Three of the issues addressed in ACA will affect all entities that call consumers. Specifically, the FCC’s 2015 order held that a device meets the statutory definition of “automatic telephone dialing system,” generally known as an ATDS, if it could be configured to autodial. The order also addressed two consent issues, holding that callers were permitted only one “safe harbor” call when a consumer had consented to be autodialed on his or her cellphone but the cellphone number had since been reassigned to a different consumer, and that consumers who consent to be autodialed may later revoke that consent by any reasonable means.

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Supremes Hold SLUSA Is Clear – 33 Act Class Claims Stay in State Court

Yesterday, the United States Supreme Court, in a unanimous decision, handed class action plaintiffs a victory by holding that the Securities Litigation Uniform Standards Act of 1998 (SLUSA) allows them to pursue alleged violations of the Securities Act of 1933 (the 33 Act) in state court. Securing plaintiffs’ ability to pursue these claims in state court, the Supreme Court also held that defendants are barred from removing the claims to federal court.

As background, the 33 Act applies only to securities offerings and requires offerors to make full and fair disclosures related to such offerings. The 33 Act may be enforced through private suits and is often enforced through class actions, primarily through Section 11, which applies to registration statements. Initially, Congress authorized both state and federal courts to exercise jurisdiction over lawsuits alleging violations of the 33 Act. See § 22(a), 48 Stat. 86. Strangely, however, Congress barred the removal of such suits from state to federal court. Id. at 87.

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Ninth Circuit Vacates Final Approval of National Settlement Class Action Certification

Last month, the Ninth Circuit vacated the certification of a nationwide class for settlement in the In re Hyundai & Kia Fuel Economy Litigation, No. 15-56014, 881 F.3d 679 (9th Cir. Jan. 23, 2018). The Ninth Circuit concluded that the district court abused its discretion because it failed to “conduct a rigorous analysis to determine whether the party seeking certification has met the prerequisites of Rule 23,” specifically, whether variations in state law undermined the predominance requirement. Id. at 690. Parties involved in class actions, whether on a contested or a settlement basis, should carefully scrutinize Hyundai & Kia Fuel.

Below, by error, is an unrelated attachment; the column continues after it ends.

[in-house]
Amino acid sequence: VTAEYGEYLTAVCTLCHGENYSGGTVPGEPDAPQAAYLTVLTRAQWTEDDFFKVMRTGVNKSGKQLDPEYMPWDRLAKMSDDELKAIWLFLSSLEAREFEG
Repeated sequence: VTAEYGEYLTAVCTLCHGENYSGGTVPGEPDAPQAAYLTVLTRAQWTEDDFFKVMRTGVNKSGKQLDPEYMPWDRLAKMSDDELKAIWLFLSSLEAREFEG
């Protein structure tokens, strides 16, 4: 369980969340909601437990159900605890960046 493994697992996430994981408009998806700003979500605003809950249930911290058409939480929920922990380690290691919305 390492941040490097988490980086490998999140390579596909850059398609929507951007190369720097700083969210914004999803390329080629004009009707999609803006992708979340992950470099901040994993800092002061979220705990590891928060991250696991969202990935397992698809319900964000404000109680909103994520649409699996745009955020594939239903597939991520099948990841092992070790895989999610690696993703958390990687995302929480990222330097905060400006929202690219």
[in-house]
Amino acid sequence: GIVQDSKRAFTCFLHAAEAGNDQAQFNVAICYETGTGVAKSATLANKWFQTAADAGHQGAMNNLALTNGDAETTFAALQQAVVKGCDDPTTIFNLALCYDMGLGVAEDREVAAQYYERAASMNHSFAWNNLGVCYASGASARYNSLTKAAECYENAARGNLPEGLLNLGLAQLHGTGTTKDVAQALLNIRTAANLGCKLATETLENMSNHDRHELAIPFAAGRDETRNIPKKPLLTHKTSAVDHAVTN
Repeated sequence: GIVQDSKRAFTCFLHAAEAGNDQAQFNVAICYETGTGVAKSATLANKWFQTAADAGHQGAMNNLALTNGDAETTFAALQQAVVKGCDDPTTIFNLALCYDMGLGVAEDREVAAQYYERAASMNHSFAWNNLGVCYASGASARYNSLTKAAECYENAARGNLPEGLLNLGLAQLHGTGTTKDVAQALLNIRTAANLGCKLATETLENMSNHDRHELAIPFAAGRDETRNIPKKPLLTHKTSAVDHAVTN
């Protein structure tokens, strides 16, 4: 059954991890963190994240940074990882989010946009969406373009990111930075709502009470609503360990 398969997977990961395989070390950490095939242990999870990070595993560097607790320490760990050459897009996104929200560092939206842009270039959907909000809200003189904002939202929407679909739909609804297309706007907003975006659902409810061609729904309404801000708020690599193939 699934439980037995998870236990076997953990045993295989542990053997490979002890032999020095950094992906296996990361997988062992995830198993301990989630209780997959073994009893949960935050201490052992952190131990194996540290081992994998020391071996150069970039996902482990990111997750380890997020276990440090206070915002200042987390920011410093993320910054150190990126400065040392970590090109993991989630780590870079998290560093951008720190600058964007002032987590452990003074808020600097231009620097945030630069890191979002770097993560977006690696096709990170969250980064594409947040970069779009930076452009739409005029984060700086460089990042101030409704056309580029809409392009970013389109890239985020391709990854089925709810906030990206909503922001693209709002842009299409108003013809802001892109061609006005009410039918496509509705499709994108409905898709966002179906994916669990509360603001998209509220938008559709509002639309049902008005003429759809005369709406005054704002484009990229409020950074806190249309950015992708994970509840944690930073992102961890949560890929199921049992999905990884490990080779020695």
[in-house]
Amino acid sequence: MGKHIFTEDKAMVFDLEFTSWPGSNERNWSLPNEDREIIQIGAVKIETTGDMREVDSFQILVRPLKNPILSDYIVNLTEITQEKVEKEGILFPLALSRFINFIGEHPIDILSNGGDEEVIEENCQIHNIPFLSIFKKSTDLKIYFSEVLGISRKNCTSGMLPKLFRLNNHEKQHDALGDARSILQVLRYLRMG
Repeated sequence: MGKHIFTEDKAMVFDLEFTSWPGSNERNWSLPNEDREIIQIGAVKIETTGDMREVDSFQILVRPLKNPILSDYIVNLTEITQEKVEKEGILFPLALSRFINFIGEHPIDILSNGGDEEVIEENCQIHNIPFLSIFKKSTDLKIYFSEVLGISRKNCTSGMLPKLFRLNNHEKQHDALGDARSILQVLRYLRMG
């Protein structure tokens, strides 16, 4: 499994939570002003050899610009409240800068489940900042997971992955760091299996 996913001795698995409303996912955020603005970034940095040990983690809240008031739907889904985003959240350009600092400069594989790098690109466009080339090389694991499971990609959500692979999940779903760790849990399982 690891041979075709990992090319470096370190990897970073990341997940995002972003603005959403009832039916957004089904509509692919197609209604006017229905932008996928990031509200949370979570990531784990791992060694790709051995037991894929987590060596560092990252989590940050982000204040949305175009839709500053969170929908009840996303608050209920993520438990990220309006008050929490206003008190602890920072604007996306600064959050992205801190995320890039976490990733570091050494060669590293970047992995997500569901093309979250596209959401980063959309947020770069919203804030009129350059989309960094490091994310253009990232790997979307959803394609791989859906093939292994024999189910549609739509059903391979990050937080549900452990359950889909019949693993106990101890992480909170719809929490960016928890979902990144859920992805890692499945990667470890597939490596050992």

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The Fourth Circuit Refuses to Enforce Arbitration Clause and Class Action Waiver in Employment Contracts

As we have previously written, several Supreme Court decisions have upheld, in various contexts, arbitration agreements that waive the right to assert claims on a class basis. See, e.g., AT&T Mobility LLC v. Concepcion, 563 U.S. 333 (2011); American Express Corp. v. Italian Colors Restaurant, 570 U.S. 333 (2013); DIRECTV, Inc. v. Imburgia, 577 U.S. __, 136 S.Ct. 463 (2015). But the Fourth Circuit recently showed this trend does not mean an arbitration agreement will serve as a blanket protection against class claims. Degidio v. Crazy Horse Saloon and Restaurant, Inc., No. 17-1145, 2018 U.S. LEXIS App 1178 (4th Cir. Jan. 18, 2018).

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The Top 10 Class-Action-Related Developments of 2017

2017 was a relatively quiet year for major class action news, especially in the Supreme Court, which addressed only a handful of cases that might have an impact on class actions and reached decisions only in a couple of those cases. However, there were at least enough noteworthy developments to put together a top 10 list. Here are my top 10 class-action-related developments of 2017:

1. Supreme Court Holds Class Certification Denials Not Immediately Appealable Following Voluntary Dismissal

In Microsoft Corp. v. Baker, 137 S. Ct. 1702 (2017), the Court held that a plaintiff’s act of voluntarily dismissing individual claims following a denial of class certification did not entitle the plaintiff to immediately appeal the class certification ruling. The Court’s decision closed a loophole that some circuits had recognized to allow plaintiffs to seek immediate mandatory appeal of an adverse class certification decision, even though defendants are entitled only to discretionary review of an order granting class certification. The Court’s decision means that discretionary review under Rule 23(f), Federal Rules of Civil Procedure, is the only vehicle for appealing a federal district court’s class certification order, regardless of whether the appellant is a plaintiff or a defendant.

For an excellent summary of the Baker decision, see this Aug. 9, 2017, write-up by Andrew Serrao. Continue Reading